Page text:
Steve Woods

From Greece to Starbucks: The Origins of Frappé

In Uncategorized on October 7, 2009 at 9:29 am
Nescafe-based Greek Frappé

Nescafe-based Greek Frappé

Today is Frappé Day. Most of us have tried a version of one.  Some of you may not admit it enjoying such a pretty drink…  A frappé is simply a cold and/or blended drink, typically including ice or ice cream, and a variety of other ingredients to taste, including coffee, vanilla, or a syrup.  If you have not gone to a Starbucks or one of their hanging-on-to-dear-life local competitors and ordered an iced coffee, blended coffee or frappuccino, you are simply missing out on one of society’s shared sinful pleasures.  Don’t like coffee?  Then ask that barista you flirt with to hand you a green tea blend…

How did we come to fall in love with our blended ice coffees, anyway?

Introduction of the Frappé

Over 52 years ago at the International Trade Fair in Thessaloniki, Greece,  Nestle representative Yannis Dritsas was showing off a new instant chocolate milk mix.  People were enamored with the concept of adding a magical powder to milk, and shaking it up to instantly produce shouts of glee from their kids. During the course of the Fair, Yannis’ assistant Dimitris Vakondios, needing a pick-me-up, decided to make some instant coffee.  Hot water was nowhere to be found, so Dimitris  mixed the coffee mix with cold water and ice, and borrowed the shaker.  An instant hit was born.

Today’s Frappés

Ah, the perfect bubbly foam...right?

Ah, the perfect bubbly foam...right?

Today, Café Frappés are the national drink of Greece, in almost every coffee shop, and has been the subject of popular books.  There is a science involved with making a decent frappé, down to the proper techniques to create the perfect sized bubbles in the foamy top.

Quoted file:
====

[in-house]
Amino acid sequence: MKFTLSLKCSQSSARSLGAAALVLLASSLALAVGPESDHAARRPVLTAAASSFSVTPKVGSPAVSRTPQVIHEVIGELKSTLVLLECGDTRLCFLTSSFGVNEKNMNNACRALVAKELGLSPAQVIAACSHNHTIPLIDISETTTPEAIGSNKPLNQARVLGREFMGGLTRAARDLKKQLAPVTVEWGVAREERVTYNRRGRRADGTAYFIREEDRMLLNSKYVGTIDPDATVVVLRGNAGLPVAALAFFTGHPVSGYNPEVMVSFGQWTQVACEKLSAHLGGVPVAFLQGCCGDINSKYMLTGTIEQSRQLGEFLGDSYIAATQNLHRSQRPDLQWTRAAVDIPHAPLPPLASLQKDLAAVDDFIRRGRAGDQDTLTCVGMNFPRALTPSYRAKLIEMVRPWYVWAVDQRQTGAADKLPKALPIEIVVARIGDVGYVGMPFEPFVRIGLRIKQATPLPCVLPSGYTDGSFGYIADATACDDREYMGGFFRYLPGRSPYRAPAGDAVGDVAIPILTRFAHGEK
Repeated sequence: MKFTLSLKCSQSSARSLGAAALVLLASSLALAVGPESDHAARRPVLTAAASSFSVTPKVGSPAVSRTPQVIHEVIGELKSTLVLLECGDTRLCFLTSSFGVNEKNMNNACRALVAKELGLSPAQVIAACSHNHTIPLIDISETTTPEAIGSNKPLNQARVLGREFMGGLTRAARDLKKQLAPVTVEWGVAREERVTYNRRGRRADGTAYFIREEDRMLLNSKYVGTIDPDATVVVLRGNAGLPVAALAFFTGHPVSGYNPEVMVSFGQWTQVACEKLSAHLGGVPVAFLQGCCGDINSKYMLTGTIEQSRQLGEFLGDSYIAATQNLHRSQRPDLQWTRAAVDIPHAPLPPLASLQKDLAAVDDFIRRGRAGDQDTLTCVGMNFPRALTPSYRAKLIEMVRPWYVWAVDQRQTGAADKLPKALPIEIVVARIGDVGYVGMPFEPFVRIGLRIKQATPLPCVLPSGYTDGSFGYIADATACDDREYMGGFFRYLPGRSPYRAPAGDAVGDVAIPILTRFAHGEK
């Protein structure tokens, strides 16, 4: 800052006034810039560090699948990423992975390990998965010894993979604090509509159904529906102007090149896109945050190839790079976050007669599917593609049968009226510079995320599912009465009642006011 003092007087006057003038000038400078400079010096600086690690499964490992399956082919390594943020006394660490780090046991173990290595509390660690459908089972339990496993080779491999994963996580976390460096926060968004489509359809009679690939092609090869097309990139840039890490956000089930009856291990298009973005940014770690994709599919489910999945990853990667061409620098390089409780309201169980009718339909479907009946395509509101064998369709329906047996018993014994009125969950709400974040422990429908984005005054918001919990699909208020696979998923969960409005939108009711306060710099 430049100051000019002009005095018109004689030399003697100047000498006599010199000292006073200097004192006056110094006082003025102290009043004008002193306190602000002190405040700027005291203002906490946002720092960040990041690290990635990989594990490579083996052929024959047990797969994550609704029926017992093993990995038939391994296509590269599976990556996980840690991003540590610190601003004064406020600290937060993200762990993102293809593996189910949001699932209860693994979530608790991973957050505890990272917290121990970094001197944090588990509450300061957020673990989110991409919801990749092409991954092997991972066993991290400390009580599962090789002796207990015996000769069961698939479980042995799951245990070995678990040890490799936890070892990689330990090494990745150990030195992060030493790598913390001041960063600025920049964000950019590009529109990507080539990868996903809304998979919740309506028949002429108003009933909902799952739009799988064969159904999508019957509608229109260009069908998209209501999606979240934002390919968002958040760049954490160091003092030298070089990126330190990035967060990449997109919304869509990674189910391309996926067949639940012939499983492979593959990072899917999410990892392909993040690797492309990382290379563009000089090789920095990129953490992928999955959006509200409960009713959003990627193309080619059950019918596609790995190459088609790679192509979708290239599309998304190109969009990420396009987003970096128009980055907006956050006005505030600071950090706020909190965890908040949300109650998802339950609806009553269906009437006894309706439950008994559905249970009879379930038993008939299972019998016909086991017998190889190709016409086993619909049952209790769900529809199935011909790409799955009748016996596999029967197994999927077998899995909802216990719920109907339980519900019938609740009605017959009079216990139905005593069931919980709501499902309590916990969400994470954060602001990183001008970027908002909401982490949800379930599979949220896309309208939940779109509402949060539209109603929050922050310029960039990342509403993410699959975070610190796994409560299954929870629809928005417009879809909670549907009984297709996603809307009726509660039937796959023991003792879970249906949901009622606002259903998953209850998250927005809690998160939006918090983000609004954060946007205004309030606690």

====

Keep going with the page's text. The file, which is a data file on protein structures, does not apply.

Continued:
You can get a café frappé in varying degrees of sweetness, depending on how much sugar and coffee you want in the drink.  Glykos (sweet) typically means 2 teaspoons of instant coffee and 4 teaspoons of sugar.  Metrios (medium) means an equal measure of 2 teaspoons of coffee and 2 teaspoons of sugar, and Sketos (plain), meaning 2 teaspoons of instant coffee but no sugar.  To create a Frapogolo (frappé-milk) you can ask for the addition of evaporated milk to the mix.

To spice things up a bit, various liquers, chocolate milk, or vanilla ice cream can be added.  Starting to sound pretty good… Kahlúa anyone?

National variations on the Frappé

The frappé (and its die-hard fans) moved across Europe, from Greece to Cyprus, then Albania, Macedonia, across Asia, Turkey, and many Eastern Bloc nations, all of whom added their special twist on the drink.  Bulgarians have tried adding Coca-Cola rather than water, and in Denmark milk is typically used as a base rather than water.  Americans tend to like the version introduced and made famous by Starbucks, although in the Boston area, a frappé is what they call a very thick milkshake (no coffee.).  In France, a frappé is a milkshake-like concoction of milk or fruit juices.

Frappé is pronounced Frap. Rhymes with Rap. They liked that concept…

A Date (yes, Date) Frappuccino

A Date (yes, Date) Frappuccino

Frappé Recipe

According to http://www.frappenation.com to make a great Greek frappé, place 2 teaspoons of instant coffee, sugar to taste, and 3-4 teaspoons of cold water in a blender.  Blend for 10 seconds to get a good foam.  Add ice to a tall glass, and pour out the foamy mix into the glass.  Add a shot of evaporated milk and fill the rest of the way with water.

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